From John Adlum
Wilton farm March 13th 1810
With this days mail I send you a number of cuttings of the vines from which I made the wine I had the honor of sending you by Mr Christie.
I also enclose a bottle of the wine, made last season
There is one peculiarity1 in those vines different from any I am acquainted with, They will not bear pruning in the same manner that foreign vines do. When I had them first cultivated, my Gardner, (when the grapes were set and about the size of swan shot) cut the vine at the joint or bud beyond the last bunch of grapes, which he informed me was the manner of trimming the fruit bearing vines in Europe, that the nourishment might go into the grapes, But the last bud immediately put out a new shoot, blossomed and bore grapes, these he2 cut in the same manner as the first, and the bud3 again put out a new shoot, blossomed and the fruit set, so that there was at the same time, ripe grapes, full grown green grapes, and the last about the size of swan shot. The ground they were planted in was well manured, and frequently watered while the grapes were4 growing—But since that discovery I do not suffer the vines to be trimed in the manner mentioned. These grapes grow much larger and ripen much better when they are suffered to hang in the shade of their own leaves, than when tied to strait sticks, they then are frequently scorched by the sun, and then they never ripen well afterwards.
Mr Gale who lives a few miles from me got a number of cuttings from me, and trains them in the manner mentioned by Forsyth5 in his book on fruit trees, and it is astonishing to see with what strength the shoots grow but he has not yet made any wine from them. It is his opinion that they ought to be planted a rod apart (that is) 16½ feet.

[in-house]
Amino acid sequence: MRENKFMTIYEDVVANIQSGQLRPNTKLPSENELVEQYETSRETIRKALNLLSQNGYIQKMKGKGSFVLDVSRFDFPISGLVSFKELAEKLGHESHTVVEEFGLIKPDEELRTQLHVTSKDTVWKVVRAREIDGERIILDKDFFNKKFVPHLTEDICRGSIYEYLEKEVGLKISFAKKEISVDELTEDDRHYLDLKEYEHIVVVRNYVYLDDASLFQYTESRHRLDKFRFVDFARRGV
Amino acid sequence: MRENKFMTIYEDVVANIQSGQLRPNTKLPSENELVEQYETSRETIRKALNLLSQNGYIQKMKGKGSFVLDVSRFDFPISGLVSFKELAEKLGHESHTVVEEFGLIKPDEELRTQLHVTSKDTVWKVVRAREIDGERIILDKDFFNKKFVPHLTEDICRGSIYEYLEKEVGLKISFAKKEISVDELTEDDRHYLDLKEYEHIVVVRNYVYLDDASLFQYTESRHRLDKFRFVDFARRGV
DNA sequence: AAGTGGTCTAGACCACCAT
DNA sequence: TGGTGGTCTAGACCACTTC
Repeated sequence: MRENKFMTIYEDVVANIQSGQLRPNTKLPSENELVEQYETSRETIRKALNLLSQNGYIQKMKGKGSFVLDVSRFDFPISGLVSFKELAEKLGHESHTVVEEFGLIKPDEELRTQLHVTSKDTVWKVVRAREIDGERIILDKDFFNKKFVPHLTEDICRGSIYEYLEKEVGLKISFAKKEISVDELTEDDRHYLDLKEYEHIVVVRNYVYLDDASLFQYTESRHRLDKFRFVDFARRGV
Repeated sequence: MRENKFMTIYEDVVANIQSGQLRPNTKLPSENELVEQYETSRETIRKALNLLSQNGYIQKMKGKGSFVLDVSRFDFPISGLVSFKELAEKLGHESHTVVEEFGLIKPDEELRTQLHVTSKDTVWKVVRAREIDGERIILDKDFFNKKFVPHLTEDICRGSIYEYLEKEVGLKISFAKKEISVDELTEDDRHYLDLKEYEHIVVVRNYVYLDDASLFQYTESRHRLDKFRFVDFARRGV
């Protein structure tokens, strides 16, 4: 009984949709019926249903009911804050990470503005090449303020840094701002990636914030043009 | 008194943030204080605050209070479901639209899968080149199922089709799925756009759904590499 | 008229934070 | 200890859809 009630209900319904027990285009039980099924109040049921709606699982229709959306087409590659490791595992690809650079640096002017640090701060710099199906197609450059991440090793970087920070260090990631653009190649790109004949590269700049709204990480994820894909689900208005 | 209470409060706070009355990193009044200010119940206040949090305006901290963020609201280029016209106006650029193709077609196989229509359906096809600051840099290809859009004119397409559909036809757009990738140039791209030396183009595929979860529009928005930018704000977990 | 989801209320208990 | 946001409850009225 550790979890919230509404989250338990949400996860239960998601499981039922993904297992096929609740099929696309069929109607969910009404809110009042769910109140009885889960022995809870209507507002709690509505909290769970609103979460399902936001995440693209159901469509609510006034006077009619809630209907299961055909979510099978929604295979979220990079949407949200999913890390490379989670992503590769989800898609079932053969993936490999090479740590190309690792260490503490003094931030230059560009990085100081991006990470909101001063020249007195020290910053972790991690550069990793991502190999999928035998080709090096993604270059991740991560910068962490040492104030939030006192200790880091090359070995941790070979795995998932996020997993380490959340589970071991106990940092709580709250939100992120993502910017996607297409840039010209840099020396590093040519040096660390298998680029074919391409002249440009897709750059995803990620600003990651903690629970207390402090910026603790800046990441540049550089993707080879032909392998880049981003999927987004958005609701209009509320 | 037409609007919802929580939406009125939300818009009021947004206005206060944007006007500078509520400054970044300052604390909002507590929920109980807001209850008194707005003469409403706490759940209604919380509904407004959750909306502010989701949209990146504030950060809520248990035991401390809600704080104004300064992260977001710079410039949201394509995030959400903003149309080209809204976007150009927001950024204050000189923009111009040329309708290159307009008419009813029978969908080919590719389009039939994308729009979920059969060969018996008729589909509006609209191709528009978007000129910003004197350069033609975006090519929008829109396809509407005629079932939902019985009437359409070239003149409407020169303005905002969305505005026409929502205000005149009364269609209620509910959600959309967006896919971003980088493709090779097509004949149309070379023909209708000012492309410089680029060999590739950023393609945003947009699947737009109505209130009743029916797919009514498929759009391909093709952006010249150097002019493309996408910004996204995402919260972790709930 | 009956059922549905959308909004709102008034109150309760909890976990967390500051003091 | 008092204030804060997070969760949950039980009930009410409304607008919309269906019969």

I shall be glad to hear of your receiving the cuttings safe. Also your opinion of the wine.
I have been some days later forwarding you the cuttings than I intended, owing to the indisposition of my family. But if no accident happens [to]6 them by the way and you have them well watered I have no doubt of their succeeding.
RC (DLC); at foot of text: “The Honble Thomas Jefferson Monticello Virginia”; endorsed by TJ as received 18 Mar. 1810 and so recorded in SJL.
A year after the death of former congressman George gale, who lived near Adlum in Cecil County, Maryland, his son supplied TJ with grape cuttings at Adlum’s request (Biog. Dir. Cong. description begins Biographical Directory of the United States Congress, 1774–1989, 1989 description ends ; Levin Gale to TJ, 30 Mar. 1816).
1. Word interlined in place of “particularity.”
2. Manuscript: “he he.”
3. Manuscript: “but.”
4. Manuscript: “wer.”
5. Preceding two words interlined.
6. Omitted word editorially supplied.
- Adlum, John; and wine search
- Adlum, John; letters from search
- A Treatise on the Culture and Management of Fruit Trees: in which A New Method of Pruning and Training is Fully Described (Forsyth) search
- Christie, Gabriel search
- Forsyth, William; A Treatise on the Culture and Management of Fruit Trees; in which A New Method of Pruning and Training is Fully Described search
- Gale, George search
- Gale, Levin; and viticulture search
- grapes; vine cuttings search
- sun; grapes scorched by search
- wine; sent to TJ search